Between 1996 and 2003, a folklorist studied the connection between handlooms (technology), sari makers (producers), and sari wearers (consumers) in the ancient city of Banaras.
Giuseppi Verdi’s 1853 opera La Traviata was a shocker when it was first performed. Nineteenth-century audiences didn’t expect to watch a sex worker die of tuberculosis at the opera.
Alexander Pushkin is known as the quintessential Russian writer, but he took particular inspiration from his African great-grandfather, General Abraham Petrovitch Gannibal.
A money belt with a zipper became an instant success among WWI U.S. sailors, whose uniforms did not have pockets. Almost all initial zipper sales were for the money belts.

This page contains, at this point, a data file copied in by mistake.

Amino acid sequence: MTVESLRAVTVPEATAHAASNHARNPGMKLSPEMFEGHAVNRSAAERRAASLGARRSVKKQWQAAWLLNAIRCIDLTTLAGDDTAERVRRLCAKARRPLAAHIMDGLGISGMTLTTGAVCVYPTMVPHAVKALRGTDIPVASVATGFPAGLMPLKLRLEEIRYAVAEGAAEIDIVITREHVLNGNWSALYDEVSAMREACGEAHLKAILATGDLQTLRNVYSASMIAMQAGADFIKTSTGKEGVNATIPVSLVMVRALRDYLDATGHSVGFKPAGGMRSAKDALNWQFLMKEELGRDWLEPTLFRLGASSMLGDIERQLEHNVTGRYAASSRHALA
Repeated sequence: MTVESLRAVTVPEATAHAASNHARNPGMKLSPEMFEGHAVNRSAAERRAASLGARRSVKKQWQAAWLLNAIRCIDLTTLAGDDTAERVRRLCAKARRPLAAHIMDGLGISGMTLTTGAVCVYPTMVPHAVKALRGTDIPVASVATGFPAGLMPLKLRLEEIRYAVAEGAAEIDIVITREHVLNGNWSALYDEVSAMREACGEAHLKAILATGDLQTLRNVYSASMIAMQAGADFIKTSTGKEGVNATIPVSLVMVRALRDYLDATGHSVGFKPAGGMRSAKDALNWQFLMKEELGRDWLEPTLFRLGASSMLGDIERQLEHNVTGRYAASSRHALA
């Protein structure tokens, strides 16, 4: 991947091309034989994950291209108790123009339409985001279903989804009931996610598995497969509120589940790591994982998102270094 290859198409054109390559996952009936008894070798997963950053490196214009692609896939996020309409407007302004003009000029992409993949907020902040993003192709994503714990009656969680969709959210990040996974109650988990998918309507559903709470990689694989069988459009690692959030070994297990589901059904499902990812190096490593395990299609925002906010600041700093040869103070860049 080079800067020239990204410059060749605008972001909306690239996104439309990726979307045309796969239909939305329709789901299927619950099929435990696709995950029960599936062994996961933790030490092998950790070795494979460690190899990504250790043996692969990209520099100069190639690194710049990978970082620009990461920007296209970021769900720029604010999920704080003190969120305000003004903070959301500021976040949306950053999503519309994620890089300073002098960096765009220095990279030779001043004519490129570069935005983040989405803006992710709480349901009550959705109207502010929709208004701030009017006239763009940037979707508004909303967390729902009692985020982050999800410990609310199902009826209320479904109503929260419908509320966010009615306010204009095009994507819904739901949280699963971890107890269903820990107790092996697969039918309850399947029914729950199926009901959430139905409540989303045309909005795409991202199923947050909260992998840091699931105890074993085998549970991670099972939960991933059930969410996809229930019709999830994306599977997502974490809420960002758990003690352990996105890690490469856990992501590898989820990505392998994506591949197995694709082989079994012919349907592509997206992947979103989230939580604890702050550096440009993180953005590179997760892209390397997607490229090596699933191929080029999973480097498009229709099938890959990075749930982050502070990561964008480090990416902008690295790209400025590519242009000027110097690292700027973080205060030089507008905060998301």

Since the nineteenth century, peat (or turf) has brought social consciousness to art. In the 1800s, Pre-Raphaelite paintings focused on the fact that the poor harvested it.
For Karen Blixen, the Danish author of “Out of Africa,” role, purpose, fate and destiny are intertwined
Since the late 90s, K-Pop has been one of South Korea’s most important cultural exports. Fans have a deeply emotional attachment to the music.
17th-century Amsterdam was the first city in Europe to have an efficient system of street lighting—thanks to a Golden Age painter called Jan van der Heyden.
Kilts are traditional garb from Scotland, right? Well, that’s not quite the whole story.
“Twelfth Night” was more than a Shakespeare play; for a very long time it was an extremely popular European winter feast.